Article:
5 Life Lessons from the Boston Marathon
Yesterday, I had a front row seat at history. The Boston Marathon. The oldest annual race. And it was epic.
Scores of people lined the Boston streets. From the starting line in a place called Hopkinton (a place I have yet to visit), to the city of Boston. In total an estimated one million people showed up to support more than 30,000 runners.
It might not seem like a big deal. Marathons happen all the time. But what it takes to complete a marathon is a big deal.
My first real introduction to the Boston Marathon came in 2013. I was working at KTXS News in Abilene, Texas. As the Education Reporter, I’m sure that on the day of race I was working on a story involving kids. That afternoon, our day and every one else’s day around the country was interrupted with news that a loud explosion went off at the Boston Marathon Finish Line. Then, another. The oldest annual race went from a celebration to a terrorist attack and a manhunt for the attackers. Live pictures on the news showed total mayhem.
Runners for the marathon come from everywhere. A co-worker of mine knew that we had local resident who were participating. Our next step was to track him down. A local Abilene doctor crossed the finish line right before the bombs went off. He made it to his hotel safely. He and I scheduled a phone interview and he played back the events leading up to the explosion and the aftermath. Getting back to Texas became a challenge for him as well, with terror threats on high alert.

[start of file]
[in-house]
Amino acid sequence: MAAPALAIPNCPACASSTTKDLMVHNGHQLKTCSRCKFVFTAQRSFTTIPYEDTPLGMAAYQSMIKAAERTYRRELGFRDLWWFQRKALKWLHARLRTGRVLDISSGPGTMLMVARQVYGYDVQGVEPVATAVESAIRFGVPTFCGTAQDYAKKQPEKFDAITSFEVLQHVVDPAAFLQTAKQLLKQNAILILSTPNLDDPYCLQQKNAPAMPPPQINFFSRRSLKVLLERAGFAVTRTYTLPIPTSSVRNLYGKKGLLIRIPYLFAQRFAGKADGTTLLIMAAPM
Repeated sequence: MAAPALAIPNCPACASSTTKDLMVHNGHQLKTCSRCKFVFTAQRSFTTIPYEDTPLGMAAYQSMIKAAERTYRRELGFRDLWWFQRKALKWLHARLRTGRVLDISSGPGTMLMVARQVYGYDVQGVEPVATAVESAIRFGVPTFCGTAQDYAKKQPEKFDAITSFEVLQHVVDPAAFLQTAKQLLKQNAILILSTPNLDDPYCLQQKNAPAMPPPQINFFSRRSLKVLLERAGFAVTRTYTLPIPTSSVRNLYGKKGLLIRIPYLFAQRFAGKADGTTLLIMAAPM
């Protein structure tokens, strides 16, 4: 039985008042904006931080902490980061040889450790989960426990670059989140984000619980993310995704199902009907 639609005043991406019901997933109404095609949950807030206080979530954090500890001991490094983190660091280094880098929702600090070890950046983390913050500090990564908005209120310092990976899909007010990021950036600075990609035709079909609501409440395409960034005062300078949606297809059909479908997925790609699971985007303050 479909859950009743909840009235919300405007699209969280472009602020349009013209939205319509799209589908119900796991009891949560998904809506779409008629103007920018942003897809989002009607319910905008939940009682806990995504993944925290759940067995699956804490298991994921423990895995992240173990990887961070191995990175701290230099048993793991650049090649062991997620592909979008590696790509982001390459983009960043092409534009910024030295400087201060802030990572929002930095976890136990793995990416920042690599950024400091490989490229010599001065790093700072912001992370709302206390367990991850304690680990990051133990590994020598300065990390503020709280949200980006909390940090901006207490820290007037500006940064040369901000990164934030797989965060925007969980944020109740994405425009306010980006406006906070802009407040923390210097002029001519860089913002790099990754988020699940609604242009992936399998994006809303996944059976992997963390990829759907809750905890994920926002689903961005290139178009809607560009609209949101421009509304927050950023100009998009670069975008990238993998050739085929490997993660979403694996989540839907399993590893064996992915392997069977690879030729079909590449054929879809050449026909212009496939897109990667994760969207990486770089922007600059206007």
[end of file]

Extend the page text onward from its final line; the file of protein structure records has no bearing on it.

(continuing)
That was my first introduction to the Boston Marathon.
While that conversation and the terrible effects of the terrorist will stay with me and many others forever–it was the way Boston came together as one body that left the biggest imprint.
After the bombing, you heard stories of the 264 injured, the three killed and the 21 survivors. You saw a city come together and rally around each other in love and support. The next year the marathon marched on. And now in 2016, another marathon is in the history books.
Six months ago, my husband and I moved to Boston from New York. It’s a city very familiar to him since he went to school in Cambridge. To me, I’m just getting to know Beantown. As soon as I got off of the “T,” or subway station to Boston’s city center, I could feel the energy. Excitement was in the air. People were waving signs to cheer on their friends and family.
There was no question police meant business. They were on every corner in yellow vests. Navigating the streets wasn’t easy. I walked down one street and the very next was blocked off. Not long after I got off the train, I asked a police officer, where is the best place to see the race. He directed me to section not far from the finish line. I followed a crowd of spectators to an opening. Before I could enter the section, my bag had to be inspected. I was given my blue tag–saying I was clear and I walked in. I nestled behind some people holding signs for their loved ones.
One by one, group by group, the runners passed us. Some fast, some slow, some walking, but all in the race. The cheering never stopped. When it got really loud, you knew people saw someone they knew. Every now and then a husband or wife would come of the path to kiss a spouse and then get back on course. I found myself ooowwwing and ahhhing and cheering for total strangers. It was that kind of moment. Infectious energy.